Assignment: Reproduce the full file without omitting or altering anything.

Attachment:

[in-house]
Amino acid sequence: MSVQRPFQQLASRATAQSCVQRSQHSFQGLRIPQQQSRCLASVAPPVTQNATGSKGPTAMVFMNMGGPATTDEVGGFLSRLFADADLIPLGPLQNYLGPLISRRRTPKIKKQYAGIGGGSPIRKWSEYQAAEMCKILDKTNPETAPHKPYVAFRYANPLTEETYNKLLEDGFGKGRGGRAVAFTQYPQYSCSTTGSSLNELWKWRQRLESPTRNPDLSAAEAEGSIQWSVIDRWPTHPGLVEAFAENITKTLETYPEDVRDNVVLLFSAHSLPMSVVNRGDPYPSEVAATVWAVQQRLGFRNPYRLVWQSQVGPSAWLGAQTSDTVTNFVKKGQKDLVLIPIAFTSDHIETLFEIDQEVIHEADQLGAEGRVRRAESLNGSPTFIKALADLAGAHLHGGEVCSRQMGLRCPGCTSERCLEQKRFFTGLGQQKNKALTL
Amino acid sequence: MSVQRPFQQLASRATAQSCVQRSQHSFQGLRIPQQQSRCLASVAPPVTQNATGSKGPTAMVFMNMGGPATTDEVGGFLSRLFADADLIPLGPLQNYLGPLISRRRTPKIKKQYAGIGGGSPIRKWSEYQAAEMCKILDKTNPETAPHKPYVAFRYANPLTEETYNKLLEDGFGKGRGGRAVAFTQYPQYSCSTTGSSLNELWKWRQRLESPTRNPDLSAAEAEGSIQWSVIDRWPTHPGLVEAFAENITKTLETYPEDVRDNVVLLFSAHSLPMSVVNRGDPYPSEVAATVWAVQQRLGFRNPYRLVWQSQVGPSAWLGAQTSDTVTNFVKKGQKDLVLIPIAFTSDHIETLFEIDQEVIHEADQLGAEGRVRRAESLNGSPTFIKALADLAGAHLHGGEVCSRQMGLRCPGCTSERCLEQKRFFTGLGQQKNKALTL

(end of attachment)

[in-house]
Amino acid sequence: MSVQRPFQQLASRATAQSCVQRSQHSFQGLRIPQQQSRCLASVAPPVTQNATGSKGPTAMVFMNMGGPATTDEVGGFLSRLFADADLIPLGPLQNYLGPLISRRRTPKIKKQYAGIGGGSPIRKWSEYQAAEMCKILDKTNPETAPHKPYVAFRYANPLTEETYNKLLEDGFGKGRGGRAVAFTQYPQYSCSTTGSSLNELWKWRQRLESPTRNPDLSAAEAEGSIQWSVIDRWPTHPGLVEAFAENITKTLETYPEDVRDNVVLLFSAHSLPMSVVNRGDPYPSEVAATVWAVQQRLGFRNPYRLVWQSQVGPSAWLGAQTSDTVTNFVKKGQKDLVLIPIAFTSDHIETLFEIDQEVIHEADQLGAEGRVRRAESLNGSPTFIKALADLAGAHLHGGEVCSRQMGLRCPGCTSERCLEQKRFFTGLGQQKNKALTL
Amino acid sequence: MSVQRPFQQLASRATAQSCVQRSQHSFQGLRIPQQQSRCLASVAPPVTQNATGSKGPTAMVFMNMGGPATTDEVGGFLSRLFADADLIPLGPLQNYLGPLISRRRTPKIKKQYAGIGGGSPIRKWSEYQAAEMCKILDKTNPETAPHKPYVAFRYANPLTEETYNKLLEDGFGKGRGGRAVAFTQYPQYSCSTTGSSLNELWKWRQRLESPTRNPDLSAAEAEGSIQWSVIDRWPTHPGLVEAFAENITKTLETYPEDVRDNVVLLFSAHSLPMSVVNRGDPYPSEVAATVWAVQQRLGFRNPYRLVWQSQVGPSAWLGAQTSDTVTNFVKKGQKDLVLIPIAFTSDHIETLFEIDQEVIHEADQLGAEGRVRRAESLNGSPTFIKALADLAGAHLHGGEVCSRQMGLRCPGCTSERCLEQKRFFTGLGQQKNKALTL